From a pure communication standpoint, typing is incredibly inefficient, even on an input device people have been practicing on for close to 150 years. The fastest talkers can exceed 600 words per minute, while professional typists are lucky to exceed 100.
The easy answer to this predicament is to use a tool such as Nuance’s Dragon NaturallySpeaking software. Given advancements in natural language processing and artificial intelligence, voice-recognition and dictation software is becoming incredibly accurate. As Nuance Chief Technology Officer Vlad Sejnoha notes, there exists “the fraction of the user population whose speech is still a challenge for our systems, whether because it’s disfluent or strongly accented, or the environment is too noisy.”
IT futurist Jim Carroll believes voice-recognition software is primed to explode once so-called digital natives reach critical mass in businesses.
“I’m not really comfortable with Siri,” Carroll says. “I don’t think that type of computer interaction is part of my DNA. But for my sons — ages19 and 20 — it’s an entirely different thing. They’ve never known a world without the Internet and have always understood a world that involves constant change in the human-machine interface. As their generation becomes predominant in the workforce and culture, I think we’ll see a significant uptick in voice recognition to almost everything that is a part of our daily lives.”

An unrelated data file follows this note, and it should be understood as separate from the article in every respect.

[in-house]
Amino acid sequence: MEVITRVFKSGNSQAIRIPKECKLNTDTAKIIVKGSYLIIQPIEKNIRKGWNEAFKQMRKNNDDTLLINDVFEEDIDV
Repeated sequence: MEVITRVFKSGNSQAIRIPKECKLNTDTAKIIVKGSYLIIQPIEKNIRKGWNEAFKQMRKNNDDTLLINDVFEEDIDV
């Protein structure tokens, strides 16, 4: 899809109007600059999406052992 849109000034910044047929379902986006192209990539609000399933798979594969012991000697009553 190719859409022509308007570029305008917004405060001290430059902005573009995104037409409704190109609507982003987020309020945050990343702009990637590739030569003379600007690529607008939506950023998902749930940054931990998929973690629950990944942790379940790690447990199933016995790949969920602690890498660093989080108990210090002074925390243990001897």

A Matter of Perception
One particularly buzzy piece of hands-free tech is Intel’s RealSense, a perceptual technology that combines depth-sensing cameras with voice-recognition software (coincidentally Nuance’s Dragon Assistant) to create an entirely new way to interact with and control computers and other devices. With facial-recognition and gesture-control capabilities, RealSense could allow people to use their systems in intuitive ways that keyboards and mice simply cannot reproduce.
Manufacturers are expected to incorporate RealSense into all-in-one devices, ultrabooks and other portables this year. Users soon may learn if this brand of perceptual technology for computing input and control will have an impact on the way everyday business gets done.